Aside from telehealth – which Dr Rathnayake said has been a boon for maintaining continuity of care while out of town – the RHOF has made a ‘real difference’ in terms of reaching otherwise underserved areas.
 
‘The fund allows me to travel out to Karumba and other towns where there are not enough residents to support a doctor,’ Dr Rathnayake said.
 
‘If we didn’t have access to it then we wouldn’t be able to service rural Australia [and] there is already a big shortage of GPs in these communities.’
 
Outside of Far North Queensland, the RHOF is also helping to provide:

  • podiatry care in Broken Hill, New South Wales
  • specialist cardiology visits to Kimba, Cleve, and Wudinna communities in South Australia
  • accessible, bulk-billed gynaecological services in Wonthaggi, Victoria
  • comprehensive health services to the Martu people in their remote Little Sandy and Gibson Deserts communities
  • maternity and midwifery services in Palm Island, Queensland
  • specialist ophthalmology to remote Northern Territory communities
  • multi-disciplinary chronic pain management services in Tasmania’s North-West.
Richard Colbran, CEO of the NSW Rural Doctors Network (RDN), said RHOF services are also an opportunity to diversify and improve the skillsets among local health professionals, including GPs, practice nurses and Aboriginal and Torres Strait Islander health workers.
 
‘The transfer of specialised skills through outreach services remains a particularly valuable aspect of this program,’ he said. ‘It equips the local health workforce with skills needed to manage ongoing patient care from local primary care, community health and hospital settings.’

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With a population of just 531, the Far North Queensland town of Karumba has benefited from regular visits from Dr Rathnayake and a healthcare team.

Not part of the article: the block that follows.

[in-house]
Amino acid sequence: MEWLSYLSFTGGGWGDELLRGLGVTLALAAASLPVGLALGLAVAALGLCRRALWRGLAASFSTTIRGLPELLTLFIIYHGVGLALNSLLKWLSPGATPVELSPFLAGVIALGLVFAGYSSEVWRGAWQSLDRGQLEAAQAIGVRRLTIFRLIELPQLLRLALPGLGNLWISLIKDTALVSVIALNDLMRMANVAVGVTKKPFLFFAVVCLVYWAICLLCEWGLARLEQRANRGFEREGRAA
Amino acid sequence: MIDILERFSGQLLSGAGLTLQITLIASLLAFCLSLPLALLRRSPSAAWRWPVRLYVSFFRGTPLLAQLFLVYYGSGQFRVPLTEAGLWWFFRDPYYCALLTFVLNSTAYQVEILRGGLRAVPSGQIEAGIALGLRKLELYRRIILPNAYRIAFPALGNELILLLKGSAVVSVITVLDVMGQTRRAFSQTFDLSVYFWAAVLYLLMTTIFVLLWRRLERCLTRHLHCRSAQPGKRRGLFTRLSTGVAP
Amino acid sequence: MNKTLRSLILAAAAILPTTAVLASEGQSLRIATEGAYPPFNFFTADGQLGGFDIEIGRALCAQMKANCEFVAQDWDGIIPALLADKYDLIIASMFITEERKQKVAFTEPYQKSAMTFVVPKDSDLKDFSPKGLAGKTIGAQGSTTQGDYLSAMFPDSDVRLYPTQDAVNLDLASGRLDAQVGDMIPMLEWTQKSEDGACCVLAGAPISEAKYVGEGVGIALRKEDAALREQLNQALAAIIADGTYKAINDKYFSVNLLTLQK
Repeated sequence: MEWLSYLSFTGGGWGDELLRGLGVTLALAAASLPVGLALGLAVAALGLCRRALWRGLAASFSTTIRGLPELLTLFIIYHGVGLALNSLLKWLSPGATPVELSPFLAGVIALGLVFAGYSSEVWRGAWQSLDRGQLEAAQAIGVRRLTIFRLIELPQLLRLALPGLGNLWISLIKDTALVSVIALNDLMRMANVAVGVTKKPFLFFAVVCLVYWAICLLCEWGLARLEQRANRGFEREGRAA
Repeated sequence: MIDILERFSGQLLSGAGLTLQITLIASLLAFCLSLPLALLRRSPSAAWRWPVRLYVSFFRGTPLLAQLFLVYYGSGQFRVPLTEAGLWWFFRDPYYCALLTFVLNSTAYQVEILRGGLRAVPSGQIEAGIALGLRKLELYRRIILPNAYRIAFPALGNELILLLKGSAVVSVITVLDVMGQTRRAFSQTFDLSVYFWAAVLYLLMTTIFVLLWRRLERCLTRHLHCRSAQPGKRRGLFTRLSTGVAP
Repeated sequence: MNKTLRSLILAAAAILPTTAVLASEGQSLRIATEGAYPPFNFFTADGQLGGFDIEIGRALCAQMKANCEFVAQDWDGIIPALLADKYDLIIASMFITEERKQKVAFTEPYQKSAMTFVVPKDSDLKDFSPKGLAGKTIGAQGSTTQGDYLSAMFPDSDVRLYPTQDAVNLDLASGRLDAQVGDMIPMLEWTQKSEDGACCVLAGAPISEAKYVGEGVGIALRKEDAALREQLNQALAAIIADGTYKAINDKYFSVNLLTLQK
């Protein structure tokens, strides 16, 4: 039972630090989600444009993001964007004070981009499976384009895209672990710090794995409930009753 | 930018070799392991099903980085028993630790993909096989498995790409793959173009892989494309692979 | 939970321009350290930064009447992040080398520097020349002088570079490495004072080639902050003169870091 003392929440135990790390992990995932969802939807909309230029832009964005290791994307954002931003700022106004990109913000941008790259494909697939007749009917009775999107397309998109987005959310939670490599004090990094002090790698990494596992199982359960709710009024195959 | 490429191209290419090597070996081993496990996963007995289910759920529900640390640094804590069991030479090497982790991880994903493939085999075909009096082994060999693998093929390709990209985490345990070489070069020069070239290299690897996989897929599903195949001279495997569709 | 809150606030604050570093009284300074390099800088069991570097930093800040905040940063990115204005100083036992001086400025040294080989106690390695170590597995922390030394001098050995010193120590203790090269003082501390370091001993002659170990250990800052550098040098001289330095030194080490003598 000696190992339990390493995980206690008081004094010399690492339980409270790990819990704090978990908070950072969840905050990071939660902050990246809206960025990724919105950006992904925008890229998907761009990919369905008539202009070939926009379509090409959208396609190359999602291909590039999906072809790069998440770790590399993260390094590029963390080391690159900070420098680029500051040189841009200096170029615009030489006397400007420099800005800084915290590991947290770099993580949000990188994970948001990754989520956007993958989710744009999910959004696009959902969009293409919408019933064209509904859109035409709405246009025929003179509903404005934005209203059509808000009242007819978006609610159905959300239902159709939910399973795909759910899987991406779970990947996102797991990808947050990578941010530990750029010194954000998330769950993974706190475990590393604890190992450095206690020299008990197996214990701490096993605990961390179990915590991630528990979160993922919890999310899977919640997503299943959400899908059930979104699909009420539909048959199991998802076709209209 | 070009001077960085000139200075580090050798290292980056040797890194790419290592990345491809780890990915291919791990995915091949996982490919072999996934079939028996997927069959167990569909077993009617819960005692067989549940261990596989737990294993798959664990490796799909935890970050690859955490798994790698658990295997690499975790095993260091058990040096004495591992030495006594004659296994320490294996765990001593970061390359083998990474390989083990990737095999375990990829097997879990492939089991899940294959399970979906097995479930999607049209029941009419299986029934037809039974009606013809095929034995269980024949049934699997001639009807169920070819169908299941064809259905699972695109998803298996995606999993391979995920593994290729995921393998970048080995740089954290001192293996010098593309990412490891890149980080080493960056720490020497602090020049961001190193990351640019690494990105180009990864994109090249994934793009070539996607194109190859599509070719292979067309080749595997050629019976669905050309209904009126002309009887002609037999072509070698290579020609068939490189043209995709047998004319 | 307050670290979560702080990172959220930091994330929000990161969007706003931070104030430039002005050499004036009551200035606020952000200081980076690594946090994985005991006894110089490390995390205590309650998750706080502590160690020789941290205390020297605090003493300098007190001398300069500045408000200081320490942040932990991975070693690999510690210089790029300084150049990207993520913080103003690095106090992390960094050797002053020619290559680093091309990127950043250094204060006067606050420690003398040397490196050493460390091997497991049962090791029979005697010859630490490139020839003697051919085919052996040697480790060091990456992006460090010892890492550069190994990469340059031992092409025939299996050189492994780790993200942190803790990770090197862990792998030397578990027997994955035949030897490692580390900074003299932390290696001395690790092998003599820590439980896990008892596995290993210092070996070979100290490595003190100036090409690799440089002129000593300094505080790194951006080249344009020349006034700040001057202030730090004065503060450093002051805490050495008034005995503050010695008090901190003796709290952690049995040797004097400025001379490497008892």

As medical students and registrars also travel to remote areas covered by the RHOF, Dr Rathnayake said it also provides the next generation of medical professionals with invaluable exposure to rural medicine.
 
‘It’s great to get them out of their comfort zone to experience firsthand the extra logistics that make rural and remote general practice more interesting,’ he said.
 
‘We also bring medical students in their later years to get a taste of what a career in rural general practice is really like. They need to have these real experiences before they make a choice for their career.’
 
Recent research has shown regionally-based junior doctors tend to be happier than their metro counterparts, while exposure to rural general practice training also increases the likelihood of staying in the bush.
 
For Dr Rathnayake, the appeal of working in rural and remote communities is obvious.
 
‘Karumba is beautiful. At the end of the clinic we go down to the water to watch the sunset – it is one of the only places [in Queensland] where you can see the sun hit the water,’ he said.
 
‘Yesterday one of my patients asked me how the barramundi burger I had for lunch was, because she was the one that made it for me. You don’t often get the opportunity to get to know your patients and develop those same kinds of relationships with patients as a metro GP.
 
‘It [also] provides me with the opportunity to get out of my comfort zone and practice real medicine. In these communities we are outside the safety of a metro hub where we have easy access to specialists and colleagues to help out.
 
‘I am out in the centre and it is just me and the patient.’